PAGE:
Then, donate. It doesn’t matter how much — $5, $10, $25, $50, $100 — whatever you can give! He’s got a PayPal button on his site (just like I do, ahem) that you can click on to support his work. If you’re not comfortable with putting your credit card info on a Web site, he also accepts checks, money orders… whatever will clear in the bank.
By the way, Dawdy has helped me out in the past (yep, he too clicked on my PayPal button and helped me out when I needed it) and I intend to return the favor. A donation to his site helps this mental health patient — and many others — in return.
John Grohol at PsychCentral reports that the fate of the mental health parity bill is uncertain as its main champion, Sen. Ted Kennedy, takes a leave of absence to focus on treatment of his brain tumor. I echo John’s thoughts in hoping to see that other senators are willing to carry the torch and pass this important piece of legislation.
I came across a post from Kalea Chapman at pasadena therapist in which she linked to a WSJ article on whether veterans suffering from PTSD should be awarded the Purple Heart.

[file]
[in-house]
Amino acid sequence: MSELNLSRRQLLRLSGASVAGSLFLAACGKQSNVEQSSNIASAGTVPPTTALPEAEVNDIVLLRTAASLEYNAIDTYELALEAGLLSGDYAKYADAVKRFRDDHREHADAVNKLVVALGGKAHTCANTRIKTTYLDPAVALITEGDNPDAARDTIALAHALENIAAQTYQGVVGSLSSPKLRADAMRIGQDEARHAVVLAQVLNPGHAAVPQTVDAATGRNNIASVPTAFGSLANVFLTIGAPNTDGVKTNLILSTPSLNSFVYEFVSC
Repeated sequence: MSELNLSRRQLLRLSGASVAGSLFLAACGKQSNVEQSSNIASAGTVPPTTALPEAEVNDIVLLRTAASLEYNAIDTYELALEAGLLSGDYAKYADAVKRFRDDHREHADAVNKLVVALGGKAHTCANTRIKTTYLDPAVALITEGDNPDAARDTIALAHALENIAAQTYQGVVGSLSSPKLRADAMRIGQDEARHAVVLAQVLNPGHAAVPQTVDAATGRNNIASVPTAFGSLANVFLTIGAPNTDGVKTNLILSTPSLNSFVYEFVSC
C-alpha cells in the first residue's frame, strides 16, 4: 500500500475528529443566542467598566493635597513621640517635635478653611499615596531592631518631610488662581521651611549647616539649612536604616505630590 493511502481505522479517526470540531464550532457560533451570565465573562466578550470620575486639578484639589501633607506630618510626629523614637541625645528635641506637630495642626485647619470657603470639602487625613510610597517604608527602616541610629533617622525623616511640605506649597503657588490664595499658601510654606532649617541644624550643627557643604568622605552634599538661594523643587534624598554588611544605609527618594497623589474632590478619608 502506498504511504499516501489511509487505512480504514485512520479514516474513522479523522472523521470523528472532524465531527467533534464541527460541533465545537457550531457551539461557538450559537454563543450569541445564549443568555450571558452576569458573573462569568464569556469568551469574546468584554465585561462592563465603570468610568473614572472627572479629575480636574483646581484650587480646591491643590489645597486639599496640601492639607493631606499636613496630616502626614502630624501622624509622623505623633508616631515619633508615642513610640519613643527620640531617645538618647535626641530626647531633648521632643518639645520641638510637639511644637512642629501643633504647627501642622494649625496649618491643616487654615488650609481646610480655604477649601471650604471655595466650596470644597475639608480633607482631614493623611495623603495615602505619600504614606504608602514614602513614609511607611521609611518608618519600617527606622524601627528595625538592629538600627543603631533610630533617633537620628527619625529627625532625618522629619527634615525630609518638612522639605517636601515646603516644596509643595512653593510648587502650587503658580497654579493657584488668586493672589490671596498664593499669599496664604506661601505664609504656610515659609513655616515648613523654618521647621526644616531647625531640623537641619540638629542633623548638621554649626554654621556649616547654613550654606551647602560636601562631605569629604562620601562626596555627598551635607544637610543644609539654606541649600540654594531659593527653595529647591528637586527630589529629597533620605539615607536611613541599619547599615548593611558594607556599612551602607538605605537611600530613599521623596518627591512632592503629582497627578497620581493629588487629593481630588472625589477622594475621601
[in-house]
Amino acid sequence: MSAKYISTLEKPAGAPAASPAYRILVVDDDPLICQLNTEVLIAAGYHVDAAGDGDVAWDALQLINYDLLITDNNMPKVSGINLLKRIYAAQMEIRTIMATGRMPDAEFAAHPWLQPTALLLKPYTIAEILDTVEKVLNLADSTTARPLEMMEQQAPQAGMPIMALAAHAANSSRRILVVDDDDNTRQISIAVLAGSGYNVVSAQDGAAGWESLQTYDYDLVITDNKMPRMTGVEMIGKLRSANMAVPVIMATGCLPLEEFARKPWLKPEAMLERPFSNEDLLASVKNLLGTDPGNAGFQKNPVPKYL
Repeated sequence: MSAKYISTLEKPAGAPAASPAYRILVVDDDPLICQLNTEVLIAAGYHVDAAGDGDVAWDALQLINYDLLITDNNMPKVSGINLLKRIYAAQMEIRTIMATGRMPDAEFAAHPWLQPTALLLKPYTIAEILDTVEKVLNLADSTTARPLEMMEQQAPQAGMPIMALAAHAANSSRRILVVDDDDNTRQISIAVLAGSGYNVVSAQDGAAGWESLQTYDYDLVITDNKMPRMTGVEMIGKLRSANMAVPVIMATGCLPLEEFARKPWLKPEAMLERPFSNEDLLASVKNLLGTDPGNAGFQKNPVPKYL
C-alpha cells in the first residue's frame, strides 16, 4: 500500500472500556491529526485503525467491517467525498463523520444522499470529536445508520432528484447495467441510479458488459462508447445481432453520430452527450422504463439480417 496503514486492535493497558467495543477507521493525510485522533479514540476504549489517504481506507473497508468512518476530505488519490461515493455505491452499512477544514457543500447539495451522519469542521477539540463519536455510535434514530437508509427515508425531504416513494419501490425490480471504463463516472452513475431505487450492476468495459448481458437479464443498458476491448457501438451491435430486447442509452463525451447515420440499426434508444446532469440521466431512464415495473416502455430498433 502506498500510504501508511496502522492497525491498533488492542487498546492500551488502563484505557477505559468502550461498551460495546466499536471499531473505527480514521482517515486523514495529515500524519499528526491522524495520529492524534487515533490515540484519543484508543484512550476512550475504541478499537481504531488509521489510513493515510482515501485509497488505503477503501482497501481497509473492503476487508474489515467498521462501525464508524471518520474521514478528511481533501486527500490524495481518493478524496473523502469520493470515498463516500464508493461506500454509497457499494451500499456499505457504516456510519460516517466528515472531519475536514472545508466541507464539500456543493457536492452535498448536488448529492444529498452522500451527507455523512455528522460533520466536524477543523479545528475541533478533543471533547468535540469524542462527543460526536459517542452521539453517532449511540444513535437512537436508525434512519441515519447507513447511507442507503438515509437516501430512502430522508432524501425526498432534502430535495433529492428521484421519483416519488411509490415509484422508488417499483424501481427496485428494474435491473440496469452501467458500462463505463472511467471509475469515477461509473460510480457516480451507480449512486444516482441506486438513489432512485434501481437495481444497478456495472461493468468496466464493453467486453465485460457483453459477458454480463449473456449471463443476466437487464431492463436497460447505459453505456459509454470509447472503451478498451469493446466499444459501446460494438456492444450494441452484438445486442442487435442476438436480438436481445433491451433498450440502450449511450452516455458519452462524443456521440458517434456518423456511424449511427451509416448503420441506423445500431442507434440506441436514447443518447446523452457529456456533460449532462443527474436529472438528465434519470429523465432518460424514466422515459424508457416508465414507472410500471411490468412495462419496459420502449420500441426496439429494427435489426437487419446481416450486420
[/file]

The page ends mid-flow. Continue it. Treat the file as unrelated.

Supporters of awarding the Purple Heart to veterans with PTSD believe the move would reduce the stigma that surrounds the disorder and spur more soldiers and Marines to seek help without fear of limiting their careers.
Opponents argue that the Purple Heart should be reserved for physical injuries, as has been the case since the medal was reinstituted by Congress in 1932.
I side with the opponents. The Purple Heart should be awarded to be people who have visible evidence of bravery. With the rising number of PTSD prevalence, I’m afraid that the award would be handed out like candy. The rising number of veterans with PTSD on disability has caused enough of an issue that a Texas VA facility wanted mental health officials to stop diagnosing veterans with the condition.
Jordan Burnham, an 18-year-old student who survived a nine-story jump from a building, plans on walking at his graduation with the assistance of two canes. A family who used to attend my church knows this family and put him on my church’s prayer list. It’s a small world, after all.
Finally, it looks like expecting moms should have no fear of causing birth defects in their baby while taking antidepressants, according to a study being published in the British Journal of Psychiatry.
A research team from Montreal University studied more than 2000 pregnant women on antidepressants and discovered the drugs did not present any adverse effects. However, it sounds like they only oversaw the women while they were pregnant in their first trimester. I haven’t seen the actual study but it doesn’t seem to mention whether the women discontinued the antidepressants after the first trimester.
Here’s an interesting post from Lightning’s Girl on the matter.